Where or what is Gheel ? It is a town of some fifteen thousand inhabitants, situated in that part of Belgium known as La Campine — a district differing much in outward aspect from the fertile, cultivated country round. It consists for the most part of wide tracts of barren heath, covered with stunted brushwood and sparsely planted trees; here and there scattered hamlets cluster beneath a tall church spire, but there are few towns of any size or importance; and it is no doubt due in some degree to this natural isolation from the more thickly-populated districts of Belgium that the peculiar characteristics distinguishing the colony of Gheel were developed in the earlier periods of its history.

Some thirteen hundred years ago, so runs the tale, the beautiful daughter of a heathen king of Ireland fled from her father’s court and, crossing the seas, took refuge at Gheel. Dymphna had been converted to Christianity by the teaching of a monk named Gerebern, and it was under his protection that she sought deliverance from her unnatural father, who strove to force upon her an incestuous union. The infuriated king followed the fugitives and discovered their retreat. Gerebern was cruelly put to death by the savage soldiery, and the king himself, regardless of his daughter’s pleading for mercy, seized her long hair, and with one blow cut off her head; then, without waiting to give his victims burial, he returned to Ireland. After a time, it began to be rumored that strange miracles of healing from sickness and disease were wrought on the scene of this horrible crime; and, curiously enough, it was those afflicted mentally who derived especial benefit. The spot came to be considered holy ground, and soon a church was built, and dedicated to St. Dymphna, within which the bones of the martyrs were laid to rest in a vault prepared for their reception beneath the high altar.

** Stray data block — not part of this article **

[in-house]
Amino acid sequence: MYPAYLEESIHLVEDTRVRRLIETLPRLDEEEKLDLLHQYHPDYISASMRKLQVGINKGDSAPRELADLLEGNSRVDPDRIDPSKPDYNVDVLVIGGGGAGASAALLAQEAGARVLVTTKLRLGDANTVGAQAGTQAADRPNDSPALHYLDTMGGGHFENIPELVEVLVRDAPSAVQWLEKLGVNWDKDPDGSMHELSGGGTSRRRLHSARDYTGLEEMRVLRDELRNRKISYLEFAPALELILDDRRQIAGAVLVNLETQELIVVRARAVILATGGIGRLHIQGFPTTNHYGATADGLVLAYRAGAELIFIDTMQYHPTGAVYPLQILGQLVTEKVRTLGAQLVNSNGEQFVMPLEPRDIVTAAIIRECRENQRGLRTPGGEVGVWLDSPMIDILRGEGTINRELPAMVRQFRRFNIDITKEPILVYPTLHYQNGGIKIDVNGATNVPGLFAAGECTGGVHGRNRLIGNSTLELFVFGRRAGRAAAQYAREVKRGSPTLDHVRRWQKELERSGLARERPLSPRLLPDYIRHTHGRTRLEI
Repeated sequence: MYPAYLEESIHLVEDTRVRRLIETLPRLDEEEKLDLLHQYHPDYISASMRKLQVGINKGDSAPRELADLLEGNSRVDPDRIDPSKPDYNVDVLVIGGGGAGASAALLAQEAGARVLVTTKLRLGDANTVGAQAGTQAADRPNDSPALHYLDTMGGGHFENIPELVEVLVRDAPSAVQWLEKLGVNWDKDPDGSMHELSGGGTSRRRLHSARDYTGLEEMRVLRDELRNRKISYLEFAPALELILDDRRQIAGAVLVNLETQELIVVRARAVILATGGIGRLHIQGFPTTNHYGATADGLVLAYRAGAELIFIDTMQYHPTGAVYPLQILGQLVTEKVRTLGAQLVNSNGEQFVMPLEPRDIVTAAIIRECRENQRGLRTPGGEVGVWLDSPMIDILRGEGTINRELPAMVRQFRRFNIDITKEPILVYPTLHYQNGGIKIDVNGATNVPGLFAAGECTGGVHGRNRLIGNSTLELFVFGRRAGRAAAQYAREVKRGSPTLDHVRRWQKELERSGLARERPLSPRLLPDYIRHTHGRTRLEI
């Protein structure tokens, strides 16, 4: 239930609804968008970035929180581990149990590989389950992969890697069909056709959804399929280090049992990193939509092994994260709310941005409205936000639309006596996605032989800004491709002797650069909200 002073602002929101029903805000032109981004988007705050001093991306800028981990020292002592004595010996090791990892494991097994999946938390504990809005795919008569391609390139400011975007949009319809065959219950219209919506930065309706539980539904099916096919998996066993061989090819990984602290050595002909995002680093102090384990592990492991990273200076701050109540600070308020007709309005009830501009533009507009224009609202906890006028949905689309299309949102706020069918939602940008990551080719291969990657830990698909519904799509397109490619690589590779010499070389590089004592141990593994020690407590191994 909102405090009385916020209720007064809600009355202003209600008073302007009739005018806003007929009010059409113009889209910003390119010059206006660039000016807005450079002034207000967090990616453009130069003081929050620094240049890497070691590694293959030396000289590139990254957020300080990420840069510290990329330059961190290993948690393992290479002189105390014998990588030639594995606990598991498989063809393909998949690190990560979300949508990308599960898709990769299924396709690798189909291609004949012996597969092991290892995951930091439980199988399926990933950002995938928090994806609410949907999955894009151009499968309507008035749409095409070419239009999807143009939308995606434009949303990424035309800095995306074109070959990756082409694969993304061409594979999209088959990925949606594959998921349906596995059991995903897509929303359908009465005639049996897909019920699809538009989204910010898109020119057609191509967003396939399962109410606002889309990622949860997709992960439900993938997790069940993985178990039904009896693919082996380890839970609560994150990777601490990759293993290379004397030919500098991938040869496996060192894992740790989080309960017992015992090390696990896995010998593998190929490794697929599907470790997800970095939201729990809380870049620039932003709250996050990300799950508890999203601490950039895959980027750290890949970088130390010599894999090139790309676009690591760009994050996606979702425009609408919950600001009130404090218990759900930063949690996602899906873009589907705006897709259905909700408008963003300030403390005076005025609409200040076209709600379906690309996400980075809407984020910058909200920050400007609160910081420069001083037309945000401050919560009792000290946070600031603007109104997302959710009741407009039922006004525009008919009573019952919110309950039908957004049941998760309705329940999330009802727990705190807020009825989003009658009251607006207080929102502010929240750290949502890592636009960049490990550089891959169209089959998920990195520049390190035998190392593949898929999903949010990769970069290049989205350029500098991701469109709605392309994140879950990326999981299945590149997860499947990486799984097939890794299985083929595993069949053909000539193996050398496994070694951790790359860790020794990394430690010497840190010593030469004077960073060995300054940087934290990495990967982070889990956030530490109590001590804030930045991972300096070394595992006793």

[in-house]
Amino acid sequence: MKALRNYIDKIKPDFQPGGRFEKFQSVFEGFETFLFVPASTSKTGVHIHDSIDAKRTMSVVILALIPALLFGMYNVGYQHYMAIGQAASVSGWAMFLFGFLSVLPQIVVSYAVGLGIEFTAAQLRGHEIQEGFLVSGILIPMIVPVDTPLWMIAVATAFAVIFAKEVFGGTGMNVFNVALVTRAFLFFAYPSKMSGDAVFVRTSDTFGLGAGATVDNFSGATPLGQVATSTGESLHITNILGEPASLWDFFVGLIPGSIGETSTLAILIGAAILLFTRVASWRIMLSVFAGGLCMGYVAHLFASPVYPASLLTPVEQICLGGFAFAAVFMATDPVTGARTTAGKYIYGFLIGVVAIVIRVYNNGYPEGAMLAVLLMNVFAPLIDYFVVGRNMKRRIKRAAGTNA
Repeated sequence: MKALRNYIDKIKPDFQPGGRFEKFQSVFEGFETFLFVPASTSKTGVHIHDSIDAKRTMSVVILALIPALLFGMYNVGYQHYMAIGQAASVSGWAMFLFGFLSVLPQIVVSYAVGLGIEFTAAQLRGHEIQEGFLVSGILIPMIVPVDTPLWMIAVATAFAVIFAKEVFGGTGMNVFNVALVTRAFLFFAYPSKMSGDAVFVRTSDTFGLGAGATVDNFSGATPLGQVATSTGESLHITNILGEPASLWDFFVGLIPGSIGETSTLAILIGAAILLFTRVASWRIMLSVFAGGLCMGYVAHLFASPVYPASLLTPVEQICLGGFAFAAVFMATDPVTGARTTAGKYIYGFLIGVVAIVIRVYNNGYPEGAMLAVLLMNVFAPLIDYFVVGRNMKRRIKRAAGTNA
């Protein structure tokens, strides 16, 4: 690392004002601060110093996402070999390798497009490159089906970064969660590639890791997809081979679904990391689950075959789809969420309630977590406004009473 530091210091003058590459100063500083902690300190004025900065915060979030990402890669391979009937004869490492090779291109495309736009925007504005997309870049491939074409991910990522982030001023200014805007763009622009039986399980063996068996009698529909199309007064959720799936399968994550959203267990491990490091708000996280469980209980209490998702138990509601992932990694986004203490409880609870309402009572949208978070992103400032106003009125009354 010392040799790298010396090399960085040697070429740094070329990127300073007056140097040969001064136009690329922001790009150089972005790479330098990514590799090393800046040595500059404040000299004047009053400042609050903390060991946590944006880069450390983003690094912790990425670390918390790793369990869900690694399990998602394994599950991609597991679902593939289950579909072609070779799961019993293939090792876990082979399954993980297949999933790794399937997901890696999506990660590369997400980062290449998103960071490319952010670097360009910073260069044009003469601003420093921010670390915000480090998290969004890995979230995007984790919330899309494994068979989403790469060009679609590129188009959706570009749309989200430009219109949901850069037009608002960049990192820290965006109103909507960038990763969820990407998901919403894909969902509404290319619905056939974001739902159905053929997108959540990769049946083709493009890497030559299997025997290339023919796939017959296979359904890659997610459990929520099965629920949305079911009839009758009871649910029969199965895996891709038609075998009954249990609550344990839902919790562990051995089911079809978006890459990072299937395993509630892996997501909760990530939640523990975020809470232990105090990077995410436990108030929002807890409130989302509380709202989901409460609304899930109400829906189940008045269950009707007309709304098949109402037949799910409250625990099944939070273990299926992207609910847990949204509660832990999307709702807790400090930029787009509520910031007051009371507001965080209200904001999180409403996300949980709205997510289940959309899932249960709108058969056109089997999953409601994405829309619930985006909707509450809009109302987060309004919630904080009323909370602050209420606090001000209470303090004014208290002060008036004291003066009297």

Such is the legend of St. Dymphna, and visitors to Gheel to-day may find its closing scene portrayed in a quaint group of figures rudely carved in stone, placed on the very spot where the saint is said to have met her death. Her festival, kept on the fifteenth of May, is the red-letter day of the entire year for Gheel. Then the ancient shrine is wreathed with garlands, and the figures are half buried under the sweet spring flowers strewn over them. People flock into the town from all the neighboring villages; special masses are chanted before the tomb of the saint in the handsome late-Gothic church that bears her name, and high holiday is kept by the inhabitants, sane and insane alike.